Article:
Monday, July 21, 2014

dave keon invites you to try...

Dave Keon invites you to try... (1)
Click on image for larger version.
The 1970s. You have a pantry full of Campbell's Vegetable Soup. You can't decide what kind of sandwich will taste best while playing spelling games with the alphabet pasta. Who do you turn to!

Toronto Maple Leafs hockey star Dave Keon, of course!

Sunday, July 20, 2014

nautical 'n nice

Nautical 'n Nice (1)
Click on image for larger version
In the midst of recent housecleaning, this pamphlet fell out of a decaying cookbook I was about to toss out. Much screams 1970s: the layout, the nod to Canadian nationalism, and the heavy use of tinned food. Perhaps somebody worked very hard in Aylmer's test kitchen to devise these nautical-inspired dishes...or perhaps they were handed a list of products and told "do something with these!" Note the absence of "edible" in that sentence.

Brave enough to enjoy a taste of "Nautical 'n Nice?" Continue on...

Sunday, July 13, 2014

signs of insanity from windsor

Source: Eye, May 3, 2001.
While researching a recent Torontoist post regarding the demise of Eye/Eye Weekly/The Grid, I dug through a box of material meant to be scrapbooked over a decade ago. Besides finding a couple of fully intact issues focusing on the 2001 Toronto Fringe Festival, I unearthed this clipping of a long-shuttered Windsor pizzeria whose slowly-decaying sign provided years of mirth for my sister and I.

Over time, Star Pizza's sign lost more letters. By the mid-2000s you could buy a "lie" for 99 cents, which is a bargain when you're looking to hoodwink somebody.

Tuesday, June 24, 2014

bonus features: proclaiming pride

This post offers supplementary material for an article Iwrote for Torontoist, which you should read before diving into this piece.

Source: Toronto Star, November 1, 1978.
On my computer reside plenty of files I'm stumbled upon in the midst of research which I figure may be useful someday, no matter how absurd they are. Prime example: Art Eggleton dressed as a pickle. Based on the highlighting on the PDF copy of the original page, I discovered this gem while working on a Hallowe'en post. The original caption read as follows:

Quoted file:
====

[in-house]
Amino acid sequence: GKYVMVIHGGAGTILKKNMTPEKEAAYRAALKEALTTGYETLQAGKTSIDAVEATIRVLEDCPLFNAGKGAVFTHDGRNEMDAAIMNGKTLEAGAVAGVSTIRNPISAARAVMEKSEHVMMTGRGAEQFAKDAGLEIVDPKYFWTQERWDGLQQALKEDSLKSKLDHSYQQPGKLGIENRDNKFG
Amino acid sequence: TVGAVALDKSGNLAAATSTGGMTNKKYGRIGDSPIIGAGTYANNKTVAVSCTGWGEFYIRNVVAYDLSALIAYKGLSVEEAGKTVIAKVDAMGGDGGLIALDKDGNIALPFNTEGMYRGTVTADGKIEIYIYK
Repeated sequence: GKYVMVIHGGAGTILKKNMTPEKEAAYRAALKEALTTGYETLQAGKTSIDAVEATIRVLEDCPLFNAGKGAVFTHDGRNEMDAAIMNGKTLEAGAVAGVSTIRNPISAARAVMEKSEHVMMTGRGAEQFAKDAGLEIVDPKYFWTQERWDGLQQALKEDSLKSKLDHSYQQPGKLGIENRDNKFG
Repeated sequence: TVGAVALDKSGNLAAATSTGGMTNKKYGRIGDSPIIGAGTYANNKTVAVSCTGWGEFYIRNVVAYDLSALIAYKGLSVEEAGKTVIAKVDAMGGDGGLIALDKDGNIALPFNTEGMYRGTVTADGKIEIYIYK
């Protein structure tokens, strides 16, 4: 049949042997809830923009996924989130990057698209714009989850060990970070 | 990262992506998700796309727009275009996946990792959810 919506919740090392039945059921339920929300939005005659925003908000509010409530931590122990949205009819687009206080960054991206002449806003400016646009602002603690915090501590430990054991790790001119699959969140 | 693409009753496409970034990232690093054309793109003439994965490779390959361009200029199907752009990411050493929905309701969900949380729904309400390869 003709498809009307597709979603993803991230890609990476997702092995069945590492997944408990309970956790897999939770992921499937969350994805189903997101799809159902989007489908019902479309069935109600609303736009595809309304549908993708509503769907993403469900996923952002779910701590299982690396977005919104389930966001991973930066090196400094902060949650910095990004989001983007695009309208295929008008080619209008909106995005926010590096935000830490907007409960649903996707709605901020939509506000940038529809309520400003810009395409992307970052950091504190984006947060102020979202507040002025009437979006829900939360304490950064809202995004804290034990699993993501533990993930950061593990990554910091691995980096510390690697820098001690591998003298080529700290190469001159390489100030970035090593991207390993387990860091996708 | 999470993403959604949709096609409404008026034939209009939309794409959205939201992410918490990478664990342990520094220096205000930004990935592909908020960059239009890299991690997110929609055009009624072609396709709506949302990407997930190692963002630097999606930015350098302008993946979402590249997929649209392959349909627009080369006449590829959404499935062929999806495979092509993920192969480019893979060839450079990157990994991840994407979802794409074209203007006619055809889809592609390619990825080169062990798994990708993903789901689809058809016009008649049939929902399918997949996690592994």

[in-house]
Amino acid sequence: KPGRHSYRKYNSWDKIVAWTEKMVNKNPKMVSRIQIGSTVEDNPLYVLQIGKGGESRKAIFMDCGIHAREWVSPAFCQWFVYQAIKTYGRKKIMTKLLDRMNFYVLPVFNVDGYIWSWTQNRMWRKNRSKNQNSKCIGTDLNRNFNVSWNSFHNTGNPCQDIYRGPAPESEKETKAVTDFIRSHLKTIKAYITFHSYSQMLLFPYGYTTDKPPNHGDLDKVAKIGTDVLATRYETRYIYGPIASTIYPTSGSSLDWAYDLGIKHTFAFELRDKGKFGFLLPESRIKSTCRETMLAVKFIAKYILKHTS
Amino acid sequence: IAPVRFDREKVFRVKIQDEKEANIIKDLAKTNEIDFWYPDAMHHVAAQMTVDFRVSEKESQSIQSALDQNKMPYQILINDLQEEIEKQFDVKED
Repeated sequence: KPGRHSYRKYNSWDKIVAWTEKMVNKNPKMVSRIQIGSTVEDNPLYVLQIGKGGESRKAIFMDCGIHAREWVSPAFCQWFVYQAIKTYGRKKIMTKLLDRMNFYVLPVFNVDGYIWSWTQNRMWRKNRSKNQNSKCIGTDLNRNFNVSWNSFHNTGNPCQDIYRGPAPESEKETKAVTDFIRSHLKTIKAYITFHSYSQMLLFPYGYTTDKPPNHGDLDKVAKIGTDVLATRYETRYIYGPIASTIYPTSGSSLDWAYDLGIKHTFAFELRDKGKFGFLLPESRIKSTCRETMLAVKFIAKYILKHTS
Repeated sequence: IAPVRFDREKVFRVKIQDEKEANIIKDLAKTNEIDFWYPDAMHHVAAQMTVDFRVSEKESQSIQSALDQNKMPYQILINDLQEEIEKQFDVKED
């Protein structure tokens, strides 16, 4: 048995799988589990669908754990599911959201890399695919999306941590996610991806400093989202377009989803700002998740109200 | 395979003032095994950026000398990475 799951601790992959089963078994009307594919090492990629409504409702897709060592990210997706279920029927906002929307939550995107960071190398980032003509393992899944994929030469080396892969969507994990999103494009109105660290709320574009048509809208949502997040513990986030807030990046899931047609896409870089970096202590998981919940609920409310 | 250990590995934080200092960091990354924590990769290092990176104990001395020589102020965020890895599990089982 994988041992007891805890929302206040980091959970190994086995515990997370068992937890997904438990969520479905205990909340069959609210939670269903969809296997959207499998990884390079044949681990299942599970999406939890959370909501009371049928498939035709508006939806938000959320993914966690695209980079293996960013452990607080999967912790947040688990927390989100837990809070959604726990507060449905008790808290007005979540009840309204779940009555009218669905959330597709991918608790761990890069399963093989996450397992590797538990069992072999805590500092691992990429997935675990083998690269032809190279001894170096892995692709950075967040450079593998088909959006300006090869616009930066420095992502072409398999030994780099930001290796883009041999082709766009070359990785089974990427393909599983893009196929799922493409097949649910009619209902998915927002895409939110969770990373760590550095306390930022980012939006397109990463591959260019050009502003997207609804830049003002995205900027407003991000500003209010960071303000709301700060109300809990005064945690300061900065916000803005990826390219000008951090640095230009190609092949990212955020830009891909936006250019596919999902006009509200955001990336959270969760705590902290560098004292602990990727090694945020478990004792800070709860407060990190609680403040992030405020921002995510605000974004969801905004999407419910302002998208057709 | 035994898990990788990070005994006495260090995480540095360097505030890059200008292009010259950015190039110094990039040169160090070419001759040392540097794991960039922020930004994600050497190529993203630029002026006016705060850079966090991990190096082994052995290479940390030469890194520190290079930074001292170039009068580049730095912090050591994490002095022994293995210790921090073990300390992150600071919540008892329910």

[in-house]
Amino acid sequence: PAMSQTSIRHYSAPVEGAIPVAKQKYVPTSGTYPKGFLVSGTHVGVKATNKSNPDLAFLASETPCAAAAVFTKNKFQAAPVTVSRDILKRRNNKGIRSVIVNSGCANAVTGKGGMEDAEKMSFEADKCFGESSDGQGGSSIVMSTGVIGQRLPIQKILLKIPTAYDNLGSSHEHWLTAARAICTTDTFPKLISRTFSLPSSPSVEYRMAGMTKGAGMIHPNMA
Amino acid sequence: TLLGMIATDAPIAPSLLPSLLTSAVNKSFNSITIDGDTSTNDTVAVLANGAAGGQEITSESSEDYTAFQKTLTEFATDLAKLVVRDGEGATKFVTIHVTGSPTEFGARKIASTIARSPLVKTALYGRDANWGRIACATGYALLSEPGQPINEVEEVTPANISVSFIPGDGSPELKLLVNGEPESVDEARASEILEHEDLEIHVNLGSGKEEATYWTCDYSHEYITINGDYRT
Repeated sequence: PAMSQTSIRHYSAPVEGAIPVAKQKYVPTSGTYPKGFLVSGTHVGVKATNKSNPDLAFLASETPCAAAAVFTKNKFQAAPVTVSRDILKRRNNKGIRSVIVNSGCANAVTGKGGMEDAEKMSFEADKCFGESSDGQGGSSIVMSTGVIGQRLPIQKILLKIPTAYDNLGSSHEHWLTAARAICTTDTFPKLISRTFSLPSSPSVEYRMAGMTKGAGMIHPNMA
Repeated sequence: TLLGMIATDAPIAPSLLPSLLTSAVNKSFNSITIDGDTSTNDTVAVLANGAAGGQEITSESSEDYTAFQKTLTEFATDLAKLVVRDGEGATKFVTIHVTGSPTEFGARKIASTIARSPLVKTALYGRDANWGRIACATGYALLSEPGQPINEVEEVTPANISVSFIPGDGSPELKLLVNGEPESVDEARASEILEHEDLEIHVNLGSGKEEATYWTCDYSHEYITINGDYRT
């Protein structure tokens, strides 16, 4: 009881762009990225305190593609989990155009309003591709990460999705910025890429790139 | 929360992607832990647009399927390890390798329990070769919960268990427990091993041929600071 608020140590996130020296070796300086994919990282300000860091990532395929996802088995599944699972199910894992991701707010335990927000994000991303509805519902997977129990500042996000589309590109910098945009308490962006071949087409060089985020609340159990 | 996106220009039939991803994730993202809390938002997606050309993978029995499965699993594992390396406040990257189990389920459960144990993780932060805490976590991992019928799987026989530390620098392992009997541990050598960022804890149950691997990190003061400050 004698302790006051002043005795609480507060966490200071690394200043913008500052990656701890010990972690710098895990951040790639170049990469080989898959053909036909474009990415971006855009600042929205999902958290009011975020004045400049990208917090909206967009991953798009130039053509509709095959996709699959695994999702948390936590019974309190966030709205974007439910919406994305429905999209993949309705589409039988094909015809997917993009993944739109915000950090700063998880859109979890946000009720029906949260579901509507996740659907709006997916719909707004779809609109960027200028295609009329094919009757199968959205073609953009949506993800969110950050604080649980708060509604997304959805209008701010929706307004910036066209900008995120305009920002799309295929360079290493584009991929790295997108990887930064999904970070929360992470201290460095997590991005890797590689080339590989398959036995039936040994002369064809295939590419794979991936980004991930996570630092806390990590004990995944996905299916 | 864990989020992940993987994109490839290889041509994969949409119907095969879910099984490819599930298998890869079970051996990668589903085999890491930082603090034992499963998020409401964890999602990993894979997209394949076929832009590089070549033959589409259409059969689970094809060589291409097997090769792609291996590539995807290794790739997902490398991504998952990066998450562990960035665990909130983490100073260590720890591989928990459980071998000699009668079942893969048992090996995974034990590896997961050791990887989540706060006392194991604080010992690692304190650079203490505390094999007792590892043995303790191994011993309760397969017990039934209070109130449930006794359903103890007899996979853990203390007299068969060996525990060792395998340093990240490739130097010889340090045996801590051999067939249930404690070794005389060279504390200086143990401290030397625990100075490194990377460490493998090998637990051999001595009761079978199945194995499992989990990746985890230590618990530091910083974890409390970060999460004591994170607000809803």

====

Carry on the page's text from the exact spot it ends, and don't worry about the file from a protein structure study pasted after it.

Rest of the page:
No sourpuss: Dressed as a pickle, but all smiles, Toronto Alderman Art Eggleton hands out a balloon to Diana Russo, 2, of Grace Street, at campaign headquarters last night. Supporter Robert Long offers Hallowe'en treat. 

Tuesday, May 27, 2014

dull, dull toronto

During some recent research, I stumbled upon a book review longtime Globe and Mail writer William French penned over 40 years ago for George Glazebrook's The Story of Toronto. French's introduction sums up the stereotypical view of Toronto history, and the battle I and my fellow historians face daily to present the city's past in fresh, engaging ways.
Anyone writing a history of Toronto faces an awkward problem: the story, on the whole, is dull. It lacks drama and dash, and our heroes are in a minor mode. Without exceptional effort on the part of the author, his book will also be dull.
Apart from the clash of arms in 1813 and the rattle of muskets in 1837—both encounters were marked by an almost comical incompetence—Toronto’s story is one of slow, plodding growth over the years. The major element in that story is a rather dull and narrow bourgeoisie, preoccupied with matters of property, finance, and morals. Until recently, anyway: the city is now undergoing a fundamental transition, but that’s current events, not history, and won’t be history until the transition is completed.